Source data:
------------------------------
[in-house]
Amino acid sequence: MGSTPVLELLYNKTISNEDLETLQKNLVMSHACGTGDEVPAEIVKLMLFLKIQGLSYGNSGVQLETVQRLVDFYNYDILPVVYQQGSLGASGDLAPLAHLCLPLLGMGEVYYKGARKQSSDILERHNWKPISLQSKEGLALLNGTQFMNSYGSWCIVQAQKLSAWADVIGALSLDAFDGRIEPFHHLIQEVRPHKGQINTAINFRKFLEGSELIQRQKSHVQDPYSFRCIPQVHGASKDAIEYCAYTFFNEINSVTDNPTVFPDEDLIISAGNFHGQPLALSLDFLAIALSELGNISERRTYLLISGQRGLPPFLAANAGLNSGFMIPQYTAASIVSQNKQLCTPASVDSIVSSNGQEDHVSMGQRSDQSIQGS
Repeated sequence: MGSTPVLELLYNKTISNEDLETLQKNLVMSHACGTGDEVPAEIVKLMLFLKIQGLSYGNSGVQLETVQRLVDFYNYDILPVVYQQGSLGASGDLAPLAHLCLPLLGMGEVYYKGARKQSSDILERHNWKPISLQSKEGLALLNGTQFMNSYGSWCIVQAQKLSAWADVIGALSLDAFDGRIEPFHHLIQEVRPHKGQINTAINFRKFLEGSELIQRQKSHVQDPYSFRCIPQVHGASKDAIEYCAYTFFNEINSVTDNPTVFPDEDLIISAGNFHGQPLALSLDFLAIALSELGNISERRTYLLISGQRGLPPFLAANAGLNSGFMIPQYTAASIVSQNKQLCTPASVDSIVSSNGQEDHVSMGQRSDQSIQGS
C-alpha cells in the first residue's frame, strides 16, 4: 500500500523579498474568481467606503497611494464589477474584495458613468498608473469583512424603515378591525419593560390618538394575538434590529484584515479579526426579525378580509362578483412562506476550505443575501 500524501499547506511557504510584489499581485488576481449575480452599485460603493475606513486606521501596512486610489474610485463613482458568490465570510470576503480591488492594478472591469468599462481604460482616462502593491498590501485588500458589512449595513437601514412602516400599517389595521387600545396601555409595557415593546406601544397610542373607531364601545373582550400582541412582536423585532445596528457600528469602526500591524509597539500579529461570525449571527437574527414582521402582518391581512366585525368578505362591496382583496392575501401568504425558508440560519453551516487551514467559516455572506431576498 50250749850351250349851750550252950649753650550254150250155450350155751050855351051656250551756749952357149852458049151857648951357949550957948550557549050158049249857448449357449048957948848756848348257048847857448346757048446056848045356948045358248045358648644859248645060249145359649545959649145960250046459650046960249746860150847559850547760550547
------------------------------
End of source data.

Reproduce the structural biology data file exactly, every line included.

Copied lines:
[in-house]
Amino acid sequence: MGSTPVLELLYNKTISNEDLETLQKNLVMSHACGTGDEVPAEIVKLMLFLKIQGLSYGNSGVQLETVQRLVDFYNYDILPVVYQQGSLGASGDLAPLAHLCLPLLGMGEVYYKGARKQSSDILERHNWKPISLQSKEGLALLNGTQFMNSYGSWCIVQAQKLSAWADVIGALSLDAFDGRIEPFHHLIQEVRPHKGQINTAINFRKFLEGSELIQRQKSHVQDPYSFRCIPQVHGASKDAIEYCAYTFFNEINSVTDNPTVFPDEDLIISAGNFHGQPLALSLDFLAIALSELGNISERRTYLLISGQRGLPPFLAANAGLNSGFMIPQYTAASIVSQNKQLCTPASVDSIVSSNGQEDHVSMGQRSDQSIQGS
Repeated sequence: MGSTPVLELLYNKTISNEDLETLQKNLVMSHACGTGDEVPAEIVKLMLFLKIQGLSYGNSGVQLETVQRLVDFYNYDILPVVYQQGSLGASGDLAPLAHLCLPLLGMGEVYYKGARKQSSDILERHNWKPISLQSKEGLALLNGTQFMNSYGSWCIVQAQKLSAWADVIGALSLDAFDGRIEPFHHLIQEVRPHKGQINTAINFRKFLEGSELIQRQKSHVQDPYSFRCIPQVHGASKDAIEYCAYTFFNEINSVTDNPTVFPDEDLIISAGNFHGQPLALSLDFLAIALSELGNISERRTYLLISGQRGLPPFLAANAGLNSGFMIPQYTAASIVSQNKQLCTPASVDSIVSSNGQEDHVSMGQRSDQSIQGS
C-alpha cells in the first residue's frame, strides 16, 4: 500500500523579498474568481467606503497611494464589477474584495458613468498608473469583512424603515378591525419593560390618538394575538434590529484584515479579526426579525378580509362578483412562506476550505443575501 500524501499547506511557504510584489499581485488576481449575480452599485460603493475606513486606521501596512486610489474610485463613482458568490465570510470576503480591488492594478472591469468599462481604460482616462502593491498590501485588500458589512449595513437601514412602516400599517389595521387600545396601555409595557415593546406601544397610542373607531364601545373582550400582541412582536423585532445596528457600528469602526500591524509597539500579529461570525449571527437574527414582521402582518391581512366585525368578505362591496382583496392575501401568504425558508440560519453551516487551514467559516455572506431576498 50250749850351250349851750550252950649753650550254150250155450350155751050855351051656250551756749952357149852458049151857648951357949550957948550557549050158049249857448449357449048957948848756848348257048847857448346757048446056848045356948045358248045358648644859248645060249145359649545959649145960250046459650046960249746860150847559850547760550547